While female family members arrived each Thanksgiving morning for the day – and only the day– the male members usually arrived the weekend prior, to hunt and hang out awaiting the delicious sides of sweet potato casserole, creamed corn, and green beans, and endless desserts their dear womenfolk would bring Thursday morning. The men provided the meat: fried turkey, ham and the occasional freshly butchered deer were their forte.

As a child, I’d flee from the van upon arrival, and commence searching for lizards that peeked out of the bumpy, bulging shingle-sided walls and scurried quickly from our prying fingers. We prized the few times when we grasped one of the flailing reptiles, both delighted and repulsed when the tail detached and the lizard fled to safety.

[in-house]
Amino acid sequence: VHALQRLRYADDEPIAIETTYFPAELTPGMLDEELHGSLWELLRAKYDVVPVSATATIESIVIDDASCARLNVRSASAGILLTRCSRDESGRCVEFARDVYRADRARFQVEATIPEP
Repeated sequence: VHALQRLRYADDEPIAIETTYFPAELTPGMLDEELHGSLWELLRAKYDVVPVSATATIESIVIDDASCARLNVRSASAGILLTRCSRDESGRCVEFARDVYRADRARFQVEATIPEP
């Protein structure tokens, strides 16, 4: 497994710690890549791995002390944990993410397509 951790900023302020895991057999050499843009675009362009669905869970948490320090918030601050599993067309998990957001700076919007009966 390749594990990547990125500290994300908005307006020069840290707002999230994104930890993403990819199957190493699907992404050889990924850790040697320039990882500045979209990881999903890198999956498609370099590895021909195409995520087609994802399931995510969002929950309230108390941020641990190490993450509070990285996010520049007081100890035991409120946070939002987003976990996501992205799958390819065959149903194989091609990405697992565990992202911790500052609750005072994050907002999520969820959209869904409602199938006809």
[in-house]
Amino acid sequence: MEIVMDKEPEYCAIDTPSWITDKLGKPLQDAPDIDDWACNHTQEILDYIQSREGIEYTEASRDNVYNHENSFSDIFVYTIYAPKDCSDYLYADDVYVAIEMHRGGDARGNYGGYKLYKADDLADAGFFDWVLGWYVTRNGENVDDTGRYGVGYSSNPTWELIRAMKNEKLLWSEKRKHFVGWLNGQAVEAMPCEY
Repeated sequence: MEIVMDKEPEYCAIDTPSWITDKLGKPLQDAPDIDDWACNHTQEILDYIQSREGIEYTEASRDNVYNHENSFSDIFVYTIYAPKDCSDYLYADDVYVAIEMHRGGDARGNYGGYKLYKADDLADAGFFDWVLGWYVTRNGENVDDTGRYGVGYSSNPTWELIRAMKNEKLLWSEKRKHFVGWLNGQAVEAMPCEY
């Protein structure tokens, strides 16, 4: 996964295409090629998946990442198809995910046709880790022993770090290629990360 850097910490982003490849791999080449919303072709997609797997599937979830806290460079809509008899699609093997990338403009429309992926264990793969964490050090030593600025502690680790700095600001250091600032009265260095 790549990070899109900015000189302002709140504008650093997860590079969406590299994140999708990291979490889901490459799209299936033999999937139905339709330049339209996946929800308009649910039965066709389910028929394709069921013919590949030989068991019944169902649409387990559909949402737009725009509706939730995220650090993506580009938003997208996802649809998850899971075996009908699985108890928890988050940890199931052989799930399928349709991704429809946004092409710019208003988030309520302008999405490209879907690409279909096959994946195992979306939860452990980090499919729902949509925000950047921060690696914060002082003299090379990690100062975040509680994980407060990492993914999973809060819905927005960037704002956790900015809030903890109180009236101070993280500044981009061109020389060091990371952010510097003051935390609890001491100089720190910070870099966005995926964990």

While my mother and other women were busy setting out appetizers and heating dishes in the slow-heating ovens, my sisters and I piled onto the four-wheeler with my dad and set out on our adventure. Hunting was postponed until late afternoon when the families had departed so we were free to bump and bounce through the clearings and over makeshift paths, squealing with delight when the cold wind pierced our cheeks, holding tight to each other or our father’s waist.